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90s Slang You Should Know


[sang-gwuh-ner-ee] /ˈsæŋ gwəˌnɛr i/
full of or characterized by bloodshed; bloody:
a sanguinary struggle.
ready or eager to shed blood; bloodthirsty.
composed of or marked with blood.
Origin of sanguinary
First recorded in 1540-50, sanguinary is from the Latin word sanguinārius bloody. See sanguine, -ary
Related forms
sanguinarily, adverb
sanguinariness, noun
unsanguinarily, adverb
unsanguinariness, noun
unsanguinary, adjective
Can be confused
sanguinary, sanguine.
2. murderous, cruel, savage.
2. kind. Unabridged
Based on the Random House Dictionary, © Random House, Inc. 2017.
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Examples from the Web for sanguinary
Historical Examples
  • sanguinary fights with swarms of savages armed with poisoned arrows, marked the fortunes of the adventurers.

  • As it chanced, however, neither succumbed in that sanguinary strife.

    The Ocean Waifs Mayne Reid
  • Alas, fresh disasters will befall Gaul, with the renewal of the sanguinary conflict!

  • That it may have often given a sanguinary tone to their fancies I have every reason to believe.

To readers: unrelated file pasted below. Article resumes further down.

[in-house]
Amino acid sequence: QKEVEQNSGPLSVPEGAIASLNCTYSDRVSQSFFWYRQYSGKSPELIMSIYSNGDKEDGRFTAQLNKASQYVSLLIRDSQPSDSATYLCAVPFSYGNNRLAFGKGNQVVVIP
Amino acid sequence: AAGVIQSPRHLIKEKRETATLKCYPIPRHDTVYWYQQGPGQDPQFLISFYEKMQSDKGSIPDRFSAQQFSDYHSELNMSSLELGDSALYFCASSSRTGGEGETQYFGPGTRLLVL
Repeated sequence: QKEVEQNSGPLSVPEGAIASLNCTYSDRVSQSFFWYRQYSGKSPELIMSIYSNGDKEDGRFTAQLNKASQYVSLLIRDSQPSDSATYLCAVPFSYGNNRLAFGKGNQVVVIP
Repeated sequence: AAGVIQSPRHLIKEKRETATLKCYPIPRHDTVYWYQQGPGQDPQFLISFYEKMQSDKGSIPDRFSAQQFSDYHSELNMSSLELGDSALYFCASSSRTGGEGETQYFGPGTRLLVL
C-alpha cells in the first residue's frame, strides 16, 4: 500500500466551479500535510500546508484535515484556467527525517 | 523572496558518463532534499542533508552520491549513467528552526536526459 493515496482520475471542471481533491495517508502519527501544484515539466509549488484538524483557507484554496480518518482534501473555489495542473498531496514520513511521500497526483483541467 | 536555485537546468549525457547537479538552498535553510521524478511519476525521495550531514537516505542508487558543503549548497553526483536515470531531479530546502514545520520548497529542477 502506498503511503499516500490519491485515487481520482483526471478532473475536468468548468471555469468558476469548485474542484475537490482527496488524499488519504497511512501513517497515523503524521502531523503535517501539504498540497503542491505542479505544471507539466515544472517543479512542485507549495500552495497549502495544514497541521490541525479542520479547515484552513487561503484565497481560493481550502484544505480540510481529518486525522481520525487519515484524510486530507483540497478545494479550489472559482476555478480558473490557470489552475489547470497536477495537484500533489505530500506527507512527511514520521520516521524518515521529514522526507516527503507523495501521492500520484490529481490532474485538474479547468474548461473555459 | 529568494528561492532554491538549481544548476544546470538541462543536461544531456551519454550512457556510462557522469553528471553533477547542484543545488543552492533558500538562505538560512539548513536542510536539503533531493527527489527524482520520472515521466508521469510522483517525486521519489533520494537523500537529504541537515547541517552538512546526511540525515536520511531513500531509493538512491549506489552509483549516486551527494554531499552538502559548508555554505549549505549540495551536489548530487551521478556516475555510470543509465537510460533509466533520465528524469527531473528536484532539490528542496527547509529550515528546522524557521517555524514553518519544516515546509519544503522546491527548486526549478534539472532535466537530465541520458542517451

• In this very sharp and sanguinary cavalry skirmish the Bays lost eighty killed and wounded out of a total force of 270.

    The Great Boer War Arthur Conan Doyle
  • Well, you ran against a snag that time, Mr. sanguinary Stingaree!

    Stingaree E. W. (Ernest William) Hornung
  • The sanguinary despotism which they exercised was a thing of which the most tyrannical monarch would never have dreamed.

    A History of England Charles Oman
  • There was nothing to guide the eye—not a trace of the short, sanguinary struggle.

    Ran Away to Sea Mayne Reid
  • Such were the Covenanters as they waited in the presence of their foes for a sanguinary struggle.

    Sketches of the Covenanters J. C. McFeeters
  • There were ten sanguinary persecutions, some being atrocious.

British Dictionary definitions for sanguinary


accompanied by much bloodshed
consisting of, flowing, or stained with blood
Derived Forms
sanguinarily, adverb
sanguinariness, noun
Word Origin
C17: from Latin sanguinārius
Collins English Dictionary - Complete & Unabridged 2012 Digital Edition
© William Collins Sons & Co. Ltd. 1979, 1986 © HarperCollins
Publishers 1998, 2000, 2003, 2005, 2006, 2007, 2009, 2012
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Word Origin and History for sanguinary

"characterized by slaughter," 1620s, possibly from French sanguinaire, or directly from Latin sanguinarius "pertaining to blood," from sanguis (genitive sanguinis) "blood," of unknown origin. Latin distinguished sanguis, the generic word, from cruor "blood from a wound." The latter word is related to Greek kreas "meat," Sanskrit kravis- "raw flesh," Old English hreaw- "raw" (see raw).

Online Etymology Dictionary, © 2010 Douglas Harper
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